Priti Gandhi will never the forget the day she auditioned for the lead part in Rossini’s opera “La Cenerentola” (“Cinderella”) in New York City.
“I won’t name the opera company,” she says. “But I sang the audition and the general director looks at me and says, ‘Well, we really were hoping for a blonde for this role’ — meaning a white person.”
Gandhi is the daughter of immigrants from India, and the race-based rejection still rankles. “I had spent almost a month’s rent on getting to that audition,” she recalls ruefully.
That was nearly 20 years ago. Since then she has enjoyed an international career as an opera singer and a spell in management at the San Diego Opera, which she helped revitalize when it narrowly avoided closure in 2014.
Gandhi would have happily stayed in San Diego, but a year ago the job of chief artistic officer at Minnesota Opera fell vacant, and the temptation was irresistible.
The Minneapolis-based company’s track record in avoiding the type of ugly situation she encountered earlier was a major part of the attraction.
“Diversity in opera is one of the biggest challenges we face, and Minnesota Opera has really been a leader in the field,” she says.
Gandhi’s own experience of being a woman of color in opera makes her uniquely suited to taking the company’s diversity agenda forward.
“Just this past season we started what we’re calling a ‘360 Workgroup’ with four other opera companies to pool ideas about moving diversity forward,” she said. “And a Minneapolis company called Team Dynamics is working with our staff internally to challenge us on our assumptions.”
Talk is good. But how will the company more accurately reflect the range of social and ethnic identities we see in the broader community?
Casting is one area that can be an immediate game-changer. Working with opera president Ryan Taylor and creative adviser Dale Johnson, Gandhi has ensured that the 2019-20 season has a mix of fresh, exciting faces.
“The countertenor Cortez Mitchell, an African-American, will be singing the part of the refugee in Jonathan Dove’s opera ‘Flight,’ and the Argentine mezzo-soprano Daniela Mack is our Rosina in Rossini’s ‘The Barber of Seville,’ ” she says. “In Mozart’s ‘Don Giovanni’ the Cuban-American soprano Elaine Alvarez sings Donna Anna, and in Paola Prestini’s new opera ‘Edward Tulane’ we have Puerto Rican soprano Zulimar López-Hernández.”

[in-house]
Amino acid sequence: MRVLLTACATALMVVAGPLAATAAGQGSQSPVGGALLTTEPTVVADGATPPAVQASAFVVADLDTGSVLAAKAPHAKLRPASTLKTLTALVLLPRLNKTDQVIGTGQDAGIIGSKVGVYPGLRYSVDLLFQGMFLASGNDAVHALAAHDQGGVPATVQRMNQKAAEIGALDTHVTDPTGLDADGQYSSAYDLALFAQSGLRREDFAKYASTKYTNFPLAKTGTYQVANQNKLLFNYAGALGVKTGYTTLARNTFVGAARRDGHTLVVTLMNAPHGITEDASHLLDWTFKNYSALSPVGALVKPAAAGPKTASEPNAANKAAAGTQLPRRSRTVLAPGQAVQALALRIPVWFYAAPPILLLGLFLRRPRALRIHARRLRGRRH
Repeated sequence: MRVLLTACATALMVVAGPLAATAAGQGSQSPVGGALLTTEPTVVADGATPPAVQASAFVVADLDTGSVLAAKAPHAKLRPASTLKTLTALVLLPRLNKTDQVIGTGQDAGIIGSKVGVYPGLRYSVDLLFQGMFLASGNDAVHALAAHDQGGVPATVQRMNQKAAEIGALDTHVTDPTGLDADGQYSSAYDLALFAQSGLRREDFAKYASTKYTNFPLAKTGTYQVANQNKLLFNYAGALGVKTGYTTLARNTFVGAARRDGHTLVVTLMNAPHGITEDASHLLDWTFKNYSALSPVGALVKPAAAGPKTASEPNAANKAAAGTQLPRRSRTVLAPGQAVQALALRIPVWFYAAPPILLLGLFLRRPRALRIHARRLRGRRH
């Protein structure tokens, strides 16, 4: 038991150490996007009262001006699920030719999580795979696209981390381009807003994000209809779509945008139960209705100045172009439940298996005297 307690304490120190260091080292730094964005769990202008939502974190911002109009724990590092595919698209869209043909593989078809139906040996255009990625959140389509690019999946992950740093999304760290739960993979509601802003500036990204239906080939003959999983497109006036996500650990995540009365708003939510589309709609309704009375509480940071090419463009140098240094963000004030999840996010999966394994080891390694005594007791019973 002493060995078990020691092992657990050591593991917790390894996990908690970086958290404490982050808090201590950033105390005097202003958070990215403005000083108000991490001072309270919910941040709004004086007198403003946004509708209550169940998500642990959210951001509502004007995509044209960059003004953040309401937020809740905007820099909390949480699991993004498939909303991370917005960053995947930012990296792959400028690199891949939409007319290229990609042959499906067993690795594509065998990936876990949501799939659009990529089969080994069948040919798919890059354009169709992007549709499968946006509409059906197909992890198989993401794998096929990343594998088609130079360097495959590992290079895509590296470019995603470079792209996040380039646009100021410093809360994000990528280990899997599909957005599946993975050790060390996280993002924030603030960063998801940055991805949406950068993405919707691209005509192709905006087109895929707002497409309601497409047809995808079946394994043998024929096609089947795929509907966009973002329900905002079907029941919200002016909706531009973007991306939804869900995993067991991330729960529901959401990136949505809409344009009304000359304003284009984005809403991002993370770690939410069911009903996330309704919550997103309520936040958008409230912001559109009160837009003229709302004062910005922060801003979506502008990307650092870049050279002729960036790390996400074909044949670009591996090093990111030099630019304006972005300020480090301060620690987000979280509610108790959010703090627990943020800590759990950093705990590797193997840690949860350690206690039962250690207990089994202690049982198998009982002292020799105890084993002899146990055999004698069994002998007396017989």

Finding singers from a diversity of backgrounds is not always easy, Gandhi acknowledges, because not enough of them are enrolling at the universities and conservatories that offer professional qualifications.
“But I feel that when we have a hard time finding someone, it’s our job to take the extra time and try harder. Turn over more rocks, call more agents, talk to more conductors.”
Is positive discrimination part of the answer? Should preference sometimes be given to singers from underrepresented communities, even if they are outperformed at an audition? This is a prickly issue in the world of opera, and Gandhi has a clear answer ready:
“We want to put the best voices on the stage, that’s always our top priority. But I don’t believe that there aren’t diverse singers out there who are good enough for these roles. I’ve sung with them. And we need to make sure the opera world has open eyes for who we’re looking at, and where we’re looking.”
And what of audiences? When they see singers of color playing characters traditionally assumed to be white, is a degree of colorblindness necessary? Will audiences need to develop that, as part of the diversity revolution that Gandhi envisions?
“These are hard-hitting questions in this political era,” she responds carefully. But the answers she gives are uncompromising.
“Just because warhorses like ‘Carmen,’ ‘The Barber of Seville’ and ‘La Traviata’ were written when only white Europeans were available to sing them doesn’t mean we should continue to cast that way,” she argues. “We need to change the way we tell those stories, and open people’s imaginations.”
For Gandhi, achieving more diversity in the opera industry — among orchestral players, directors and conductors as much as singers — is clearly a moral crusade of sorts. But it is also crucial for opera’s survival, she says, in an era where audiences can shop around as never before for their entertainment options.
“Young people in particular expect to see more diversity in art, and we want more of them to experience the beauty of opera,” she said. “But if you don’t see any reflections of yourself on stage how on earth is that going to touch you? How is that going to rip you open in the way we want art to rip us open?”
Opening opera to all comers is Gandhi’s mission, and she thinks Minnesota Opera is the perfect place to do it.
“So that a young Indian girl never again has to do a ‘Cenerentola’ audition and be told she can’t do the part because of her skin color.”
Terry Blain is a freelance classical critic for the Star Tribune. Reach him at email@example.com.